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That's the last scam, judge says

Prosecutors said William Hillman III had spent years committing "one scam after another." Circuit Judge Debra Behnke called Hillman a compulsive liar.

On Friday, after giving Hillman several months to provide proof of the traumatic childhood he claimed, Behnke put an end to the charades.

She sentenced him to 7 years of prison and ordered him to pay upwards of $800,000 during another 7 years of probation.

The huge restitution, which Hillman's attorney plans to fight, is mainly owed to three major computer companies that Hillman admitted he bilked by saying he needed equipment to conduct research about mad cow disease.

It also includes $50,000 the judge wants Hillman to pay in cash to an elderly Temple Terrace woman. Investigators said Hillman, 61, persuaded the woman to give him access to several of her credit cards and then exploited her.

"Every time I turned around, I found another victim," said prosecutor Thomas Palermo. "It doesn't matter where you dig, you find more stuff."

In April, Hillman pleaded guilty to racketeering, grand theft and organized fraud for more than $50,000.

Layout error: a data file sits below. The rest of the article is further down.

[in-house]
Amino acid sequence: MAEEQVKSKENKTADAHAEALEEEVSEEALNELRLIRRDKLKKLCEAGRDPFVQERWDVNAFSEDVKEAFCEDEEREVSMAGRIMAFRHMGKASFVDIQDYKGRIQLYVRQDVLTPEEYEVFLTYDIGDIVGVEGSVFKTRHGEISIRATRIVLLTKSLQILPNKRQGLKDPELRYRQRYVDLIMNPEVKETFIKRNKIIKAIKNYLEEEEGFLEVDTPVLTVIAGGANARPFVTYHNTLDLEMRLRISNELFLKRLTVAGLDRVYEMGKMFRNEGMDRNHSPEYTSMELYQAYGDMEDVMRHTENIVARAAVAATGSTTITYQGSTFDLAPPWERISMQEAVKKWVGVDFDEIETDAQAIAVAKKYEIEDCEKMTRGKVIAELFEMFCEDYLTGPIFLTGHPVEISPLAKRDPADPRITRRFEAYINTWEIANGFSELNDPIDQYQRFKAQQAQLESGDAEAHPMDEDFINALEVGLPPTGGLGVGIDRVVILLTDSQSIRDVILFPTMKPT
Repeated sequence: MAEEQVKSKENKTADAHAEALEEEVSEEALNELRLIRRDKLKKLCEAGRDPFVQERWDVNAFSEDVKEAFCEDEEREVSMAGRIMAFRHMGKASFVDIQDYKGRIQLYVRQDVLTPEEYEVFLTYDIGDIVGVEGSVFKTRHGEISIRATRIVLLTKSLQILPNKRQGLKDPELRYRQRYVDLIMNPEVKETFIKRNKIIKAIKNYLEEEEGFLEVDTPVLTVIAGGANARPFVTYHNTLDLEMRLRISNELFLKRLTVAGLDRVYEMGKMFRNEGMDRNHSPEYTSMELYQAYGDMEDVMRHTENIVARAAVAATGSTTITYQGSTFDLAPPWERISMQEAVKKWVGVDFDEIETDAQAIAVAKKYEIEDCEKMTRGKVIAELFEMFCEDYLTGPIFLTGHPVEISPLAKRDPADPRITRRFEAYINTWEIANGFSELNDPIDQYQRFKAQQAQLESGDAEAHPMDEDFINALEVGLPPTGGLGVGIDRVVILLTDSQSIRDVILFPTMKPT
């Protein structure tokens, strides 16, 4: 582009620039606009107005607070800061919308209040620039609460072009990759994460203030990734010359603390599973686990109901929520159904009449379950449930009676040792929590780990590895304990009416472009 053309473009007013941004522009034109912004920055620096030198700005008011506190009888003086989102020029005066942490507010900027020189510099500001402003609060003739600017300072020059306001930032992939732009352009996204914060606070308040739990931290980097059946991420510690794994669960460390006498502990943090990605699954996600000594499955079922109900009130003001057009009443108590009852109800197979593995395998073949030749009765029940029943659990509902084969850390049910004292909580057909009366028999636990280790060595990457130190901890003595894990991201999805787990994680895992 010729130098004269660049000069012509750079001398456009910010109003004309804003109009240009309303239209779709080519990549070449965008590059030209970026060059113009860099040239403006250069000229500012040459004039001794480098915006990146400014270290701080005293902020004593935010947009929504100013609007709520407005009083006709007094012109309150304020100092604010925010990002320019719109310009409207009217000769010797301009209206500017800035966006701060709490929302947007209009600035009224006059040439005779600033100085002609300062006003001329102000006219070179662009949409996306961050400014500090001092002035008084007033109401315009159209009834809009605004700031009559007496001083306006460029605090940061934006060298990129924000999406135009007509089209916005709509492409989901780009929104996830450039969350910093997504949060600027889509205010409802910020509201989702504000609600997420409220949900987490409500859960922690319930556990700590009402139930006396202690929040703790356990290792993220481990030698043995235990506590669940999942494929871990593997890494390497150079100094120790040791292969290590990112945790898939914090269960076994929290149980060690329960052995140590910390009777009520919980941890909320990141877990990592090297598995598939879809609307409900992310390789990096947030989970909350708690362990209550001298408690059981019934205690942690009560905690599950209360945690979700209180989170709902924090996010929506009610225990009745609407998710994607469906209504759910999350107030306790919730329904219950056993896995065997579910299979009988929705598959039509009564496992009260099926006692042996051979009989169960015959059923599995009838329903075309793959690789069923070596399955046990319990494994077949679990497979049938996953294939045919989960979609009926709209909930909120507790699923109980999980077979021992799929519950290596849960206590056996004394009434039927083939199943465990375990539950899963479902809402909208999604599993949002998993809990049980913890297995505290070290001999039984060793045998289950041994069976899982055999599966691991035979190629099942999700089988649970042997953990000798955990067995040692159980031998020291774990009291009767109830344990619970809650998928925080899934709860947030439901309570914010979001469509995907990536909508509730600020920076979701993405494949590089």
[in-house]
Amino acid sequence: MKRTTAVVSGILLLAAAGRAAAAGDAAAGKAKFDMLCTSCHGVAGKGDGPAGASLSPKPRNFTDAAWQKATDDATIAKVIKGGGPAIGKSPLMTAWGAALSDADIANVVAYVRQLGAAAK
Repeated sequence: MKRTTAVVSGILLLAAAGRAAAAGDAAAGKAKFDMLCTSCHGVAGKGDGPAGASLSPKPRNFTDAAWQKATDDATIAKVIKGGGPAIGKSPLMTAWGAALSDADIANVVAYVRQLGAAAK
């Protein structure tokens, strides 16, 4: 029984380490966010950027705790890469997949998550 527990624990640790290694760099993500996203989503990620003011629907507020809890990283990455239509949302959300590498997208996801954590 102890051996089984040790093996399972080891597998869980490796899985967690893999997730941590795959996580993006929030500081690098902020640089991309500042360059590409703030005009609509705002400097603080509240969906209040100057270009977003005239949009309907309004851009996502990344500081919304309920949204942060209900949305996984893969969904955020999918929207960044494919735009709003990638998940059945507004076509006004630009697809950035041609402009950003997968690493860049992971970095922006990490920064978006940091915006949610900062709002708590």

His biggest get, investigators said, came between August 2004 and July 2005. Hillman placed orders for computers and equipment that he said would be covered by federal grant money. He received $317,715 worth of equipment from Dell, $59,433 from Toshiba and $243,616 from Hewlett-Packard.

Hillman then dispersed the equipment to storage sheds in Wesley Chapel and New Jersey and to a man who resold dozens of the laptops from his Iselin, N.J., shop.

Hillman's attorneys argued that he needed inpatient treatment for troubles stemming from a childhood that included sexual abuse and foster care.

Valerie R. McClain, a licensed psychologist, testified this summer that she had evaluated Hillman and determined that he needed help, not prison.

After initial reports of Hillman's claims hit the news, two of his cousins came forward to dispute them. They offered to testify about Hillman's stable family life and middle-class upbringing.

When Hillman learned of that at an August hearing, he asked to withdraw his guilty plea.

Behnke refused to grant his request. She gave his attorney, Michael Connell, time to research the cousins' story.

On Friday, McClain testified that she had interviewed Hillman again. This time, Hillman said he wasn't in foster care but at a boys camp.

Palermo couldn't believe his ears.

"Are you telling me that going to boys camp is the equivalent to foster care?" he said after the hearing.

The judge found that the psychologist's report was not credible because it was based on lies from the college-educated Hillman.

Behnke sentenced Hillman and said she will hold a restitution hearing in the future to determine exactly how much he owes his victims, Palermo said.

Colleen Jenkins can be reached at (813) 226-3337 or cjenkins@sptimes.com.

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